Lessons of the fruit persuasion

Tuesday, January 10, 2012

I hesitate to share this with you, mostly because it makes me look like a total idiot, but I feel like being honest with you about something that literally blew my mind Sunday night. This is probably old news to all of you smart, educated people out there. But to me? Life changing.

I ate a pomegranate.

For the first time.

Ever.

Sure, I've enjoyed pomegranate in my smoothies and as a lovely compliment to many mixed juices, but a pomegranate fruit on its own? Never. Eating a pomegranate actually never crossed my mind.

When Clay and I were at the grocery store on Saturday, he suggested we buy one. When he tossed the pomegranate in our shopping cart, I could have sworn it was some kind of turnip, but my hubby has a college degree and I had to trust in his ability to be able to correctly identify pieces of fruit. It sure didn't look delicious, but I decided to give it a shot.

And Sunday night we commenced with the mind blowing.

After I prepared our healthy dinner of grilled salmon and steamed veggies, Clay treated us to dessert by taking out a knife and getting to work on the pomegranate. I looked over his shoulder, curious to see what was inside.

This. This is what was inside:


Was anyone else besides me completely unaware that this is what a pomegranate looked like? Like a beehive? When Clayton's face didn't mirror my own bewildered expression, I realized that clearly I'm the only moron on the planet who had no idea what this fruit was all about. And to be honest, it kind of grossed me out. It doesn't look like a fruit so much as it looks like a giant pocket of red pimples. Like some kind of disease festering inside your body.

There was no way I was going to eat it.

"Come on, give it a try!" Clay said encouragingly, scooping out a few seeds and popping them into his mouth. "It's really good!"

No way. The thought of one of those red pockets exploding in my mouth made me want to gag. I have this weird thing about hating the texture of some fruits.  The last time I ate a slice of orange, I immediately spit it back out into my napkin and yelled at Clayton for trying to poison me.

But then Clay hit me over the head with my own weakness: "I thought you were into trying new things," he said smugly.

Dangit. Fine.

Hesitantly, I placed one of the red capsules on my tongue. "Now what?" I mumbled.

"Eat it, dummy."

Ugh. Whatever.

I cringed in preparation  for the vomiting that was about to take place all over my kitchen floor and bit down on the fruit.

A small burst of juice flooded my mouth and I swallowed quickly.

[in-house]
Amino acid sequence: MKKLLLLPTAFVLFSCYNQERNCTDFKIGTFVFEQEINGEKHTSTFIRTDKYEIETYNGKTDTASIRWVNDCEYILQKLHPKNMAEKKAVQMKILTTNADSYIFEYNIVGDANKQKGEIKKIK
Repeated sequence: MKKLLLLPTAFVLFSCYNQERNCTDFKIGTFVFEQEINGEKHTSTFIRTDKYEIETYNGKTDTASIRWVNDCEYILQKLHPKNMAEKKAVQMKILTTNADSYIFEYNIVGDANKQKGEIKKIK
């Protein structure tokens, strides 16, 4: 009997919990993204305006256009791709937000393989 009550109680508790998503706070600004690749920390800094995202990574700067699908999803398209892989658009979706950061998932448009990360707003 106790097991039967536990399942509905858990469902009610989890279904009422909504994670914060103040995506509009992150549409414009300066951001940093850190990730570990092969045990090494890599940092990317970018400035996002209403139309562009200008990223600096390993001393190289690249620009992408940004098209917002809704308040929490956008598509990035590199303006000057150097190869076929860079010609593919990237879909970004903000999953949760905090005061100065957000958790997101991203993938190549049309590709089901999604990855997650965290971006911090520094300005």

"Mmmm! That actually tastes like a pomegranate smoothie!" I concluded, surprised.

Clay looked at me like I was stupid. "I think you mean a pomegranate smoothie actually tastes like a pomegranate. And yes, you're right."

I've been eating the little seeds, or arils as they are properly called, like candy. In fact, I snacked on a few of them yesterday afternoon before my tempo run to utilize some of the sugar for a quick energy boost.

You learn something new every day! Even though that thing might be something that apparently everyone else in the world but you already knows.

But did you know that a lot of children and tweens can't even recognize most fruits and vegetables? In Jamie Oliver's 2010 TV show Food Revolution, the famed chef traveled to an elementary school with an arsenal of fruits and veggies that he asks the students to properly identify. And they couldn't! They thought tomatoes were potatoes! The kids sure like ketchup and french fries, but they don't realize what those food items are actually made of. And that's frigthening.



I plead the fifth on not being able to properly identify what a pomegranate looks like on the inside, but I have enough wherewithal to know what an egg plant is. Why? Because I was raised by parents who forced me to try different foods and as and adult I make it a point to eat a variety of fresh fruits and vegetables ever day. And you can bet your sweet bottom that my children will, too. My future children, bless their destined-to-be-gorgeous hearts, will be the snobs sitting smugly in the back of the classroom, sighing at the stupidity of their fellow kindergartners. "Um, hellooooooo! That's so obviously kale. DUH."

I love them already.

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3 comments

  1. They are really good on salads too!

    ReplyDelete
  2. And in champagne! The bubbles make them go up and down, which is surprisingly entertaining.

    Or, one could say, I'm surprisingly easy to entertain.

    ReplyDelete
  3. So I'm not the only one who is freaked out by the textures of some (most) fruits....

    ReplyDelete

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